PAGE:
What is the difference of being a signed plus size model vs. being a freelance model and what is the proper etiquette? Also, if I am given a contract with an agency do I have the right to refuse or at least think about it before I sign and what should I be on the look-out for?
The definition of being a signed model means you have signed a contract, usually for 1 to 2 years, stating that a particular agency (and ONLY that agency) will represent you. This does not guarantee that they will find you jobs or even send you out. This is why you must read the fine print of the contract. If you have a lawyer or a friend who understands the lingo (in case you don’t understand it) you have every right to take that contract home and think about it or show it to someone who can decipher it for you. You need to be on the look-out for loop holes such as how much territory (distance wise) they have over you which is usually fifty miles of the area they represent. Another loop-hole is if they have the right to drop you if you have not booked any jobs in 3 months or 6 months. Also, if you have the right to back out of the contract with no repercussions, if you feel they are not representing you to your standards. If you book a gig on your own, due to being a signed model, they are still expecting to get their cut of 10-20% since you are signed with them.
A freelance model is represented by that particular agency only if they are sent out on a particular casting by that agent or booked a gig through the agent. A Freelancer can have many agencies working for them however; there is a proper etiquette you must follow. If more than one agency calls you for a go-see you must give credit to the first agency that contacted you. The other agencies who contact you, even 5 minutes after the first agency established you as “their talent” for that particular project, you politely say “I’m sorry, I have already been submitted for that project, Thank you so much”. Agents understand this and if they don’t like the fact that you are booking without them they will more than likely try to sign you! It’s business and if you become a hot commodity than someone will be more than willing to take their cut of your earnings.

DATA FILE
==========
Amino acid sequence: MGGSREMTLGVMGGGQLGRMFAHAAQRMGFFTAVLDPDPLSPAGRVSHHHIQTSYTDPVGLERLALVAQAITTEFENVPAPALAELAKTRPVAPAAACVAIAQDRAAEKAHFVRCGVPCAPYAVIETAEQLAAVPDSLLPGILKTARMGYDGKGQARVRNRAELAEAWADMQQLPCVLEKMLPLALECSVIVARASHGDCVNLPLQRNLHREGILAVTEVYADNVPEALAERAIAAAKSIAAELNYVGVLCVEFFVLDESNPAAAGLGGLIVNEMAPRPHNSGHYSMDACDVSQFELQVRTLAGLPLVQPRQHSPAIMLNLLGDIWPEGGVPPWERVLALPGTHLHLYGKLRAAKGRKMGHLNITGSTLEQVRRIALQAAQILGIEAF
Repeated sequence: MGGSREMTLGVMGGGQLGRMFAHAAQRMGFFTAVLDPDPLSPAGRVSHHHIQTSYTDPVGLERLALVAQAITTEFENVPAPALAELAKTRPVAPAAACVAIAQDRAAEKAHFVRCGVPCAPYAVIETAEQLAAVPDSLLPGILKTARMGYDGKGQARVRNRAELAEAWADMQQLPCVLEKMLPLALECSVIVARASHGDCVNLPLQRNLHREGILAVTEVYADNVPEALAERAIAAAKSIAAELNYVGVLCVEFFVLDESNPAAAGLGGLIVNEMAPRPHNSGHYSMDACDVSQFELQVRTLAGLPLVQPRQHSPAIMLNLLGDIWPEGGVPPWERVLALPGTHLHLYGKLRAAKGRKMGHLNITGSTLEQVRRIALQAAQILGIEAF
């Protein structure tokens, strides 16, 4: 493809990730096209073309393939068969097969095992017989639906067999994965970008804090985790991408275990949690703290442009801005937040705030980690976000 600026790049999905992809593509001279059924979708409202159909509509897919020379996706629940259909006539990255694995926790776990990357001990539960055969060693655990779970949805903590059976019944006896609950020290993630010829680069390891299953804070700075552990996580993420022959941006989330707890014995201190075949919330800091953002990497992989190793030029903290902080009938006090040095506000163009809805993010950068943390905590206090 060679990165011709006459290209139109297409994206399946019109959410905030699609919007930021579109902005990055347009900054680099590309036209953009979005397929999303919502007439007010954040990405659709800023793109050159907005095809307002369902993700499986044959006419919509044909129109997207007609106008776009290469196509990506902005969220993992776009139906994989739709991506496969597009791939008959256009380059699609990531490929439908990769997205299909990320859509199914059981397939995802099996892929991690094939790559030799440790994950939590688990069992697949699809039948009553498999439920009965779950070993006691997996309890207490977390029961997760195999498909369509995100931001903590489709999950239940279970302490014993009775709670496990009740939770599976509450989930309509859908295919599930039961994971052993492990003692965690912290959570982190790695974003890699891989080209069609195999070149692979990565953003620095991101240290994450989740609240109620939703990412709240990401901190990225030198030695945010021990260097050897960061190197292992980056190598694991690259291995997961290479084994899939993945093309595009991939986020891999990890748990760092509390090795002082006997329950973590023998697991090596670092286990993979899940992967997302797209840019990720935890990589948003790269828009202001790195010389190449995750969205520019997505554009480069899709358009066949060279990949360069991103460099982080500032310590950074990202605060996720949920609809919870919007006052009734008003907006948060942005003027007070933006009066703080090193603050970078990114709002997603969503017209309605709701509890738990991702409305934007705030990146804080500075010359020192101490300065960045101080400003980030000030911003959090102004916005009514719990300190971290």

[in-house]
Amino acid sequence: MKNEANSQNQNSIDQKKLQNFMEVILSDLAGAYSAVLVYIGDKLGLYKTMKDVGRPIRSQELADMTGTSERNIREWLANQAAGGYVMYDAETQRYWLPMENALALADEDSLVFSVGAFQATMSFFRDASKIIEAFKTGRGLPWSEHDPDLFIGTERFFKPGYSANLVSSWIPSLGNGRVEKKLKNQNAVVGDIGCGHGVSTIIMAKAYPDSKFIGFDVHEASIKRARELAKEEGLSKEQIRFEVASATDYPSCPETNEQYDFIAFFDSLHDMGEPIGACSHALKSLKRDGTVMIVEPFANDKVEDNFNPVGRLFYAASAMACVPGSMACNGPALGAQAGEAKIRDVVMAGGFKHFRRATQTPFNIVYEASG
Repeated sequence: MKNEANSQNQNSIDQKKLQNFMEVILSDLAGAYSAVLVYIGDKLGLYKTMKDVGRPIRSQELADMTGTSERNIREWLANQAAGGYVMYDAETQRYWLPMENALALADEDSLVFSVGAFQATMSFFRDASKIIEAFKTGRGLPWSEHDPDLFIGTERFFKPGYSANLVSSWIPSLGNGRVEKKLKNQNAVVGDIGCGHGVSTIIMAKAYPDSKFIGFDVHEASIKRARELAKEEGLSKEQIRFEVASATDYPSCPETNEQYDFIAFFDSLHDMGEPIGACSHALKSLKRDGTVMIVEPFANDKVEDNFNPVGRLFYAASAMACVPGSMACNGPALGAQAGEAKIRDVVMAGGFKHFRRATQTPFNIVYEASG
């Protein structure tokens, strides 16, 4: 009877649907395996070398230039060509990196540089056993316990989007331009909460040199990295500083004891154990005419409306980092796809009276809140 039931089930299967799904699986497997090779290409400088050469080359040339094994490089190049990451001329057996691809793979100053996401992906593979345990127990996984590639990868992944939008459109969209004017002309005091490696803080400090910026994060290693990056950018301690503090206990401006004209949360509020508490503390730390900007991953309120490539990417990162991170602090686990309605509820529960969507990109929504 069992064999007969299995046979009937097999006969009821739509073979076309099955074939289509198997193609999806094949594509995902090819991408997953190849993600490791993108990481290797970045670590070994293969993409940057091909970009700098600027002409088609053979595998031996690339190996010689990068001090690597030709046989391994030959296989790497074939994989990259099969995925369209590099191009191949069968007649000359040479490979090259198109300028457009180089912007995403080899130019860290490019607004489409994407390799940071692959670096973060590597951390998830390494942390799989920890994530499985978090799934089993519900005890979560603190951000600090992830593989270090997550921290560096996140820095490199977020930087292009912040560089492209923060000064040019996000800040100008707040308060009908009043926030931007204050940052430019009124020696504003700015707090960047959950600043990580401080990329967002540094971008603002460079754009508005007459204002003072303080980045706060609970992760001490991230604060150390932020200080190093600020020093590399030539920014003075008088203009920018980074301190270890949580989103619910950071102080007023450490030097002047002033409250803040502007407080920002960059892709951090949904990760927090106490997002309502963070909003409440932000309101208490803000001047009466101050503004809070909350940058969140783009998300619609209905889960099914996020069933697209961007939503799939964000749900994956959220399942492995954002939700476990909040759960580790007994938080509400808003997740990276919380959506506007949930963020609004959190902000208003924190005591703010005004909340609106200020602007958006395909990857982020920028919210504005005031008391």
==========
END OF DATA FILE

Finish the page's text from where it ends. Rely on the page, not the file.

Whether you are a signed model or a freelance model you are still your own small business and must regularly check in with agent/agency. Once a month you can shoot an email, write a postcard, or call to let them know you are around and tell them if you’ve booked something or taking a class (like a runway class)…so they know you are working and not at home twiddling your thumbs.
One more topic is website representation with an agency. Even signed models are asked to pay a yearly fee of about $100 for the upkeep of their pictures on the agency’s website. You can request that this fee be taken out of your first job’s pay, so you are not coughing up money you don’t have. If your gut tells you the fee is too high or you don’t trust the agency, you can always wait to see or ask around on forums to see what other models may know about the agency.
The market in NY is mostly made up of agencies who like to freelance, while LA agencies like to sign when interested. It doesn’t make one better than the other, it’s just how business is done. Both ways still mean you have to work to get known or find jobs. So as long as you don’t forget that you still are your own business, you will be happy with whichever road the modeling world is offering to you at this particular time.
By Larissa Laurel of Sassymouth Photography 2/2011